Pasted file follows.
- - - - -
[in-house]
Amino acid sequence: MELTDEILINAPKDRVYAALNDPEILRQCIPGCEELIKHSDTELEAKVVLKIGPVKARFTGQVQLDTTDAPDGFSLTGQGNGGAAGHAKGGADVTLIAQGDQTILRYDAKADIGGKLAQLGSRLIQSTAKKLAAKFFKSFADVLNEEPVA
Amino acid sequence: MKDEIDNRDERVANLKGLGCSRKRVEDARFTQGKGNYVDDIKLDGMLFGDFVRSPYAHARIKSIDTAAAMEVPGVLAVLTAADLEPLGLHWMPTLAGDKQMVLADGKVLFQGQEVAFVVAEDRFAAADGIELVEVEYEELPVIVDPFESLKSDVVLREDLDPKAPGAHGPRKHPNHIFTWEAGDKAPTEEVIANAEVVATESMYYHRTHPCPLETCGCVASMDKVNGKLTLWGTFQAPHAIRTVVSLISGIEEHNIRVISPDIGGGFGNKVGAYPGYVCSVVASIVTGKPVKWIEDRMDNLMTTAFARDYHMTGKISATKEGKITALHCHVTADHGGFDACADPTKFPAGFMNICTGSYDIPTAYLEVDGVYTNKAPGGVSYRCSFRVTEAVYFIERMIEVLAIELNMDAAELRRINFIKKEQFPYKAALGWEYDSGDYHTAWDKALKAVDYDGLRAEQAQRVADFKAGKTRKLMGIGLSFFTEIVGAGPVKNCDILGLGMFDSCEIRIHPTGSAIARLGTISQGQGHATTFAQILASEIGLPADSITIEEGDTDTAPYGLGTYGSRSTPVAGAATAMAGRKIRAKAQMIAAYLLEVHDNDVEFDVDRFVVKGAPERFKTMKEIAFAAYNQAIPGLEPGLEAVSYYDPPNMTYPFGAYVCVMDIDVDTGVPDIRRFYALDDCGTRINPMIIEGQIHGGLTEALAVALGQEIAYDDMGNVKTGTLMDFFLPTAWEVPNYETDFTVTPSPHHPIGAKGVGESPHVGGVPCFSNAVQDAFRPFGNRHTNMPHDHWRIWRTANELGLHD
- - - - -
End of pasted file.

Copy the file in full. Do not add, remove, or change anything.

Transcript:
[in-house]
Amino acid sequence: MELTDEILINAPKDRVYAALNDPEILRQCIPGCEELIKHSDTELEAKVVLKIGPVKARFTGQVQLDTTDAPDGFSLTGQGNGGAAGHAKGGADVTLIAQGDQTILRYDAKADIGGKLAQLGSRLIQSTAKKLAAKFFKSFADVLNEEPVA
Amino acid sequence: MKDEIDNRDERVANLKGLGCSRKRVEDARFTQGKGNYVDDIKLDGMLFGDFVRSPYAHARIKSIDTAAAMEVPGVLAVLTAADLEPLGLHWMPTLAGDKQMVLADGKVLFQGQEVAFVVAEDRFAAADGIELVEVEYEELPVIVDPFESLKSDVVLREDLDPKAPGAHGPRKHPNHIFTWEAGDKAPTEEVIANAEVVATESMYYHRTHPCPLETCGCVASMDKVNGKLTLWGTFQAPHAIRTVVSLISGIEEHNIRVISPDIGGGFGNKVGAYPGYVCSVVASIVTGKPVKWIEDRMDNLMTTAFARDYHMTGKISATKEGKITALHCHVTADHGGFDACADPTKFPAGFMNICTGSYDIPTAYLEVDGVYTNKAPGGVSYRCSFRVTEAVYFIERMIEVLAIELNMDAAELRRINFIKKEQFPYKAALGWEYDSGDYHTAWDKALKAVDYDGLRAEQAQRVADFKAGKTRKLMGIGLSFFTEIVGAGPVKNCDILGLGMFDSCEIRIHPTGSAIARLGTISQGQGHATTFAQILASEIGLPADSITIEEGDTDTAPYGLGTYGSRSTPVAGAATAMAGRKIRAKAQMIAAYLLEVHDNDVEFDVDRFVVKGAPERFKTMKEIAFAAYNQAIPGLEPGLEAVSYYDPPNMTYPFGAYVCVMDIDVDTGVPDIRRFYALDDCGTRINPMIIEGQIHGGLTEALAVALGQEIAYDDMGNVKTGTLMDFFLPTAWEVPNYETDFTVTPSPHHPIGAKGVGESPHVGGVPCFSNAVQDAFRPFGNRHTNMPHDHWRIWRTANELGLHD